HERAT -- More than 200 residents of Herat Province have called on the Iranian regime to stop interfering in Afghanistan's affairs and undermining the peace process.
"The government of Iran never wants peace in Afghanistan because it sees benefits in the war and destruction in Afghanistan," Najibullah Frotan, a local resident, said at the rally in Herat city on February 22.
Tehran has always interfered in the internal matters of Afghanistan, especially in the peace process, he emphasised.
To that end, Tehran supports the enemies of the Afghan government who often accept the demands of the Iranian regime out of ignorance, Frotan said.
"We want Iran not to interfere in the peace process, and we call on the United Nations and the international community to prevent interference by neighbouring countries, especially those of Iran," he added.
Neighbouring countries including Iran should cease their meddling in Afghanistan and allow Afghans to decide their own fate, said Laila Amiri, another resident of Herat city.
"The government of Iran supports the Taliban and encourages them to fight so that the war and chaos can continue in Afghanistan, and Afghans remain unable to achieve peace," she said.
Neighbouring countries such as Iran have been interfering in various political, economic and security matters for almost 40 years and they have deprived Afghans of peace, said Khan Muhammad Muhammadi, also a resident of Herat.
"The government of Iran for years has tried to increase its influence on Afghanistan with the help of terrorists," he added.
"Iran has always tried to destroy Afghanistan's infrastructure projects, such as dams," added Muhammadi. "When hydro-power dams are built in Afghanistan, the flow of free water stops to Iran, and [this is why] the country makes every effort to stop the construction of these dams."
Sabotaging the peace process
Neighbours of Afghanistan, especially Iran, have an interest in seeing the war continue and will do everything they can to sabotage the peace process, say civil society activists in the western region.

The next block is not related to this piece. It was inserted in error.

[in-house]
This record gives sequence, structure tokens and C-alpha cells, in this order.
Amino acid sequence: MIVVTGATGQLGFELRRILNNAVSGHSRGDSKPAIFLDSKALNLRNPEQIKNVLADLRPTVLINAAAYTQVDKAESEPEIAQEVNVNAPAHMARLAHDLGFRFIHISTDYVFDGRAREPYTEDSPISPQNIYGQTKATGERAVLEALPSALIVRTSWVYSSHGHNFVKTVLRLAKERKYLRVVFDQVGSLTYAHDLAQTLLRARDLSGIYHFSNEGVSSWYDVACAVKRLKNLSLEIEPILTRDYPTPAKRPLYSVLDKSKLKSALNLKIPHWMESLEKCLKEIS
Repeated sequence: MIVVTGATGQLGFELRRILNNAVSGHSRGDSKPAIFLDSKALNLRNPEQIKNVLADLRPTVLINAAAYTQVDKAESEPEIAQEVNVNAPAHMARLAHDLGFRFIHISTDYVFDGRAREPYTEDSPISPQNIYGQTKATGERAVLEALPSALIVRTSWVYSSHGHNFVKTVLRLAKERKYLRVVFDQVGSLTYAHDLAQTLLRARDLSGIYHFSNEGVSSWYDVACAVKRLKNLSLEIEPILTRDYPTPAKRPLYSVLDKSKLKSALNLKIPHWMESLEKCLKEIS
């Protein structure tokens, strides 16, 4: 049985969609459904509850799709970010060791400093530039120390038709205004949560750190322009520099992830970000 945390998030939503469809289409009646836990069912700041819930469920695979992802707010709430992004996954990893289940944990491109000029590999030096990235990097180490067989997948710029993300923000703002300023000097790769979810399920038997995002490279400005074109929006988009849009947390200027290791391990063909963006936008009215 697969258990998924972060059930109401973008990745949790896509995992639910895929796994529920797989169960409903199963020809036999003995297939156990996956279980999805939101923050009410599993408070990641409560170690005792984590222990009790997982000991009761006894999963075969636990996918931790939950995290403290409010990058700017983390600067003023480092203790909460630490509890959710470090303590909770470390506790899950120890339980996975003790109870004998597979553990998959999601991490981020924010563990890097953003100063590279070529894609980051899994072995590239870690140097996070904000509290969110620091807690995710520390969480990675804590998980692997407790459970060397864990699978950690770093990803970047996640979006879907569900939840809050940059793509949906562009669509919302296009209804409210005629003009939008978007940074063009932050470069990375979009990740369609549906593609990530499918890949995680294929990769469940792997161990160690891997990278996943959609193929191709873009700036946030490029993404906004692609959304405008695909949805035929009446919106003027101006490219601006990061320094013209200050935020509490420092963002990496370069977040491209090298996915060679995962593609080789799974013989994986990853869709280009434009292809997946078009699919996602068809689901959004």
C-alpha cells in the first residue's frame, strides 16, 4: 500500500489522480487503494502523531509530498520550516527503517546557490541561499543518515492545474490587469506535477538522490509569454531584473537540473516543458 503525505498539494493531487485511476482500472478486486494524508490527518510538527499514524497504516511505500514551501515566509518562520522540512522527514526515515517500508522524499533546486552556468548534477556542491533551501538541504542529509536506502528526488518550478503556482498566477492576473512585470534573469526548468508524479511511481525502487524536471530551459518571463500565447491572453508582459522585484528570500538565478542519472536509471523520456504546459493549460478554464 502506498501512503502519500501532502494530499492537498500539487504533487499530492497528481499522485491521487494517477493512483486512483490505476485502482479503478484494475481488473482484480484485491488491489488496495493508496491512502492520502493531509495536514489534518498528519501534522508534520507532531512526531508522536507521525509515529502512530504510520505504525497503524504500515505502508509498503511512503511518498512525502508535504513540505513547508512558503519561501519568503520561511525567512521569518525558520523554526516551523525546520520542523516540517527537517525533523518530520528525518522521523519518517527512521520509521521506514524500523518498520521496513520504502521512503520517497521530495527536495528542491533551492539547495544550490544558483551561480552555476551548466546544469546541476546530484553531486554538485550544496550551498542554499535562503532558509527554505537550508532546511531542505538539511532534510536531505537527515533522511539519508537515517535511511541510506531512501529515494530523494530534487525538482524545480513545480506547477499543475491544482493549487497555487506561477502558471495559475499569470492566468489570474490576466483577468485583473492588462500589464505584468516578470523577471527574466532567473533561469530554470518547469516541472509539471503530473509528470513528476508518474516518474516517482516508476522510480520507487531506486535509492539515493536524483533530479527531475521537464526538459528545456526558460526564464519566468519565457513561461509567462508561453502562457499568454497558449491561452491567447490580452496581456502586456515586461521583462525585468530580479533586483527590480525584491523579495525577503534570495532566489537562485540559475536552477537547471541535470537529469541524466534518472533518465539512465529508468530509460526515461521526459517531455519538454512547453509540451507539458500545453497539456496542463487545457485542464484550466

"Iran has both overtly and covertly interfered in Afghanistan's internal matters for several decades, and this meddling has been disastrous to Afghans," said Sayed Ashraf Sadaat, a civil society activist in Herat city.
"The government of Iran has always provided money and equipment to terrorist groups and the armed opposition ... so that they can fight against the Afghan government, the United States and their allies," he said. "Without the neighbouring countries' support, the Taliban wouldn't have the power to fight for a single day."
"If peace comes to Afghanistan and the war stops, it will jeopardise Iran's interests, [and therefore] that country never wants peace in Afghanistan," added Sadaat.
As long ago as 1979-1996, Iran was involved in Afghan affairs, said Hasan Hakimi, a civil society activist in Ghor Province, referring to the Soviet invasion (1979-1989) and the mujahideen era (1992-1996). Afghans are still suffering from this long-lived Iranian meddling, he said.
The Iranian regime is afraid of a strong government in Afghanistan and its aim is to prevent such a government from coming into existence, he noted.
Tehran fears it will lose its dominance in the region including in Afghanistan, said Hakimi.
"The more bloodshed in Afghanistan, the easier it is for the neighbouring countries to achieve their goals," he added. "These countries, including Iran, see no self-interest in peace here, so they never want peace."
A demand for mutual respect
While Tehran tries to send messages of friendship, its actions reveal its true aims, said Feroz Ahmad Karimi, a civil society activist in Herat city who attended the protest.
"A good neighbour never destroys the infrastructure [of its neighbour], it doesn't support the killers of Afghans and it doesn't create obstacles for the development of Afghanistan," he said. "Which act of the Iranian government signifies its friendship with the Afghan people?"
"We will share the demands of Herat residents who protested against Iran with senior central government officials in Kabul so that these demands reach the Iranian authorities through diplomatic channels," said Jilani Farhad, a spokesman for the Herat governor.
"Afghanistan respects the neighbouring countries' national sovereignty, and it has never interfered in the internal affairs of these countries," he added. "Therefore, we call on them to maintain mutual respect and never try to interfere in our country's internal matters."